A woman goes through hormonal changes many times in her life whether she likes it or not. With every period of change, periodontal health must also be taken into consideration because it can greatly affect her general well-being as well. You may start to wonder how does a woman’s body and her oral hygiene effect one another.
The periods where every woman usually experience hormonal changes are puberty, menstruation, pregnancy and menopause.
Because this period is characterized by increased production of sex hormones, this can affect oral conditions by making gums become more sensitive. Sensitive gums can lead to easy buildup of plaque and cavities. Even food particles that are left on the mouth for a longer time than necessary can irritate gums and lead to swelling, redness and developing gum disease later on.
When a woman is approaching her monthly period, she experiences several symptoms which may include sensitive or bleeding gums and swelling inside the cheeks. Increased production of sex hormones also happens during this period. Although these hormonal changes subside once the menstruation starts, the symptoms may last to as long as one week before the onset of her period so it is beneficial to be more mindful of oral habits during this time.
When a woman is pregnant, there sure are a lot of changes in her body and aside from the physical changes, it also includes hormonal changes. Because good oral health reflects in the body’s general well-being, being mindful of your diet during the whole nine months of pregnancy can make a big difference not only to your own body but also the baby’s.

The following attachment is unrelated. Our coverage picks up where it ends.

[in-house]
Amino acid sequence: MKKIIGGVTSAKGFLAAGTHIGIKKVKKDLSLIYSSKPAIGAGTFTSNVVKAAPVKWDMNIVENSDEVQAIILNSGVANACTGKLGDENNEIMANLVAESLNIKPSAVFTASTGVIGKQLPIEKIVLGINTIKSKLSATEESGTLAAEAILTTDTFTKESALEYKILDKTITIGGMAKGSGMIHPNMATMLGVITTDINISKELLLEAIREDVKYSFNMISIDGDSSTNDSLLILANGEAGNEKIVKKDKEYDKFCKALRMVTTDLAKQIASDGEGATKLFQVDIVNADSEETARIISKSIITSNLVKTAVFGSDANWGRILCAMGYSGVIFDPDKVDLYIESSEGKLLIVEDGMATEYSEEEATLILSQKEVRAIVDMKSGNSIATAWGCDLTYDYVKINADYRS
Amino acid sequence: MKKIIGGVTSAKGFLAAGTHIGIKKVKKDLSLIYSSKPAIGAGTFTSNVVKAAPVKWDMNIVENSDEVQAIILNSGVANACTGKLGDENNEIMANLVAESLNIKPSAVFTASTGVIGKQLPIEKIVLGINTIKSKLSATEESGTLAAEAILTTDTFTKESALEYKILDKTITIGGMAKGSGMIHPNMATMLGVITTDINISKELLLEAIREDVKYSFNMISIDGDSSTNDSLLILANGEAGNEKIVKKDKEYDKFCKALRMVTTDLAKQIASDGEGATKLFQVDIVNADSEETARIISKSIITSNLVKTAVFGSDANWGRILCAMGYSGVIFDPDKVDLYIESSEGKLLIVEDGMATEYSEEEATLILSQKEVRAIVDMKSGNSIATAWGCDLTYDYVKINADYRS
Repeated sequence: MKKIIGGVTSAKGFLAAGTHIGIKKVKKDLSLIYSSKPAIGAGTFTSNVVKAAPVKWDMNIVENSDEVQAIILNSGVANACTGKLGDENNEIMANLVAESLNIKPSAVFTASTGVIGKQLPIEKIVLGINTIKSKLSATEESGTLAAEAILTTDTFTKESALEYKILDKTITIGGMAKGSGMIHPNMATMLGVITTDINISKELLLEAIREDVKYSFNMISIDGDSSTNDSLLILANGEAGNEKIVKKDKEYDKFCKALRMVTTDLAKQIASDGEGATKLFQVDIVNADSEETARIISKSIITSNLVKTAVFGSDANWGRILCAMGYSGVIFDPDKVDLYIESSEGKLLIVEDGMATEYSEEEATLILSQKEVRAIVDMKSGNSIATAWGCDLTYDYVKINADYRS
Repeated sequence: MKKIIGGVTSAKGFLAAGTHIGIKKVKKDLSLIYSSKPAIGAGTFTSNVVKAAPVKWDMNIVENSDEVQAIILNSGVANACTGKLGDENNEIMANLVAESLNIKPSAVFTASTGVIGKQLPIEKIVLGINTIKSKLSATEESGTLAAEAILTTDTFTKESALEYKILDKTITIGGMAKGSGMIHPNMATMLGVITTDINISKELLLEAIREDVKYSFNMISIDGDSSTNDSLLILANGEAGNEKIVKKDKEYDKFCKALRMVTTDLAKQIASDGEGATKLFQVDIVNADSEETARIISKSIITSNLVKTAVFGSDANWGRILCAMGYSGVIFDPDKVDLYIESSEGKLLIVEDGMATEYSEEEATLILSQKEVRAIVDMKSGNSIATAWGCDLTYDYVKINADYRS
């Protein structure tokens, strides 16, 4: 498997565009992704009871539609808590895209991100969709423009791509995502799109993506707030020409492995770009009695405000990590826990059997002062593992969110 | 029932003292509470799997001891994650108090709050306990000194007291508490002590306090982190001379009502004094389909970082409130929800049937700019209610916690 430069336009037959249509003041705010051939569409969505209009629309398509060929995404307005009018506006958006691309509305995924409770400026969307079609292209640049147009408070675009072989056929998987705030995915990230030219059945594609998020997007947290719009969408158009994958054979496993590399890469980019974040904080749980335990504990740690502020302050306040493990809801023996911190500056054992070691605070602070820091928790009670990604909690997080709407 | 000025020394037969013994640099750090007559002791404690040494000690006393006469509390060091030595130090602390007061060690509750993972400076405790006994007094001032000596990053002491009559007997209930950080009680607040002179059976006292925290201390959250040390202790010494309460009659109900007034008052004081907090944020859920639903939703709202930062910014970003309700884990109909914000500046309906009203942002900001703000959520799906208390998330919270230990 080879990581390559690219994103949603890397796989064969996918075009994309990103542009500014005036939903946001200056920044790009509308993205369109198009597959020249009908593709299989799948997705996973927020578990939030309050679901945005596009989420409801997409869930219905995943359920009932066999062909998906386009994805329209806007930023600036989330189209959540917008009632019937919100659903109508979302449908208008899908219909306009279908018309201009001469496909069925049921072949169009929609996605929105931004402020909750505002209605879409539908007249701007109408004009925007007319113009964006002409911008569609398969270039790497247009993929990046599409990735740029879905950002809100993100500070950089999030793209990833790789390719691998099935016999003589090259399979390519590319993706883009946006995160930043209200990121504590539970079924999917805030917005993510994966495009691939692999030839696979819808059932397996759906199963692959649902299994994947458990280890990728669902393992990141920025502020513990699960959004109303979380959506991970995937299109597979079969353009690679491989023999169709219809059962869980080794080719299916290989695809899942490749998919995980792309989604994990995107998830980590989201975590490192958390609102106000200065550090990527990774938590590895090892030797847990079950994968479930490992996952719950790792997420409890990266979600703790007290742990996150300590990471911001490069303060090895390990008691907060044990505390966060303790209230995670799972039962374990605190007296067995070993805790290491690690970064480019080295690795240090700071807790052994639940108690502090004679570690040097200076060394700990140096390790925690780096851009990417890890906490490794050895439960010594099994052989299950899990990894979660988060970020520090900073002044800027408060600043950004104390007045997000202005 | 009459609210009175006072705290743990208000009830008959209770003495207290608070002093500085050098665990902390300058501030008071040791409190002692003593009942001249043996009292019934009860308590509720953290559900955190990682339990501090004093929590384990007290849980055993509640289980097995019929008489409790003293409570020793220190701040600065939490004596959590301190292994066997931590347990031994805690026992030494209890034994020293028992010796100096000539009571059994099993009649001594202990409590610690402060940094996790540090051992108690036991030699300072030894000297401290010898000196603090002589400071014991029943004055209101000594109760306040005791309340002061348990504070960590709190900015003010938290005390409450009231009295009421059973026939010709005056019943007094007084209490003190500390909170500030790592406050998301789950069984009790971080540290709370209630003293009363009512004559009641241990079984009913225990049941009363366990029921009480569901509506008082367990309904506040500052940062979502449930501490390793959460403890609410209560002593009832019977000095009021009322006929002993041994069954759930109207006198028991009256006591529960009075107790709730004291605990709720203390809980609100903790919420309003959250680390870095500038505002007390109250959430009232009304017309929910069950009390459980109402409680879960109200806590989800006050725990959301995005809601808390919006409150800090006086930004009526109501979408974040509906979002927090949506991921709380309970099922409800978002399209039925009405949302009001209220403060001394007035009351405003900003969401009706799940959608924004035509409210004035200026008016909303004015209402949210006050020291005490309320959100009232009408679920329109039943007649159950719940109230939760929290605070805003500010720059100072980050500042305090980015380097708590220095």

A pregnant woman is prone to swelling, sensitive and bleeding gums. Because a pregnant woman cannot just take any medication to take care of gum problems or periodontal infections when they occur, consultation with your dentist is very crucial to finding the best dental options and minimizing health risks for the unborn child.
Taking oral contraceptives can affect a woman’s body because these pills mimic the effects of pregnancy. Because pregnancy brings hormonal changes so does taking oral contraceptives. You will also experience sensitive, bleeding and swollen gums while taking the pill. If you are scheduled to undergo oral surgery, inform your dentist of the medicines that you are taking, birth control pills included, to determine the most appropriate antibiotics or pain medication to prescribe for faster healing and recovery.
Menopause symptoms such as hot flashes, fatigue, anxiety, aching and sore joints, name it, may be experienced by any woman going through this period. During this time in a woman’s life, her body seems to have a mind of its own and very little can be done to stop these symptoms from happening.
Aside from the most common physical changes, a woman in her menopausal stage still has to deal with dental problems like gum bleeding and swelling, burning sensation, dry mouth and altered taste. There is no reason to panic though as long as you consult with the right medical practitioner.
You may need to visit your dentist more often than every six months but with proper care and monitoring of the situation, any woman can go through menopause with minimal risks to her oral health and general well-being.
As a woman goes through the many changes in her life, taking care of her oral health must be on top of her priority list to lead a happy and beautiful life.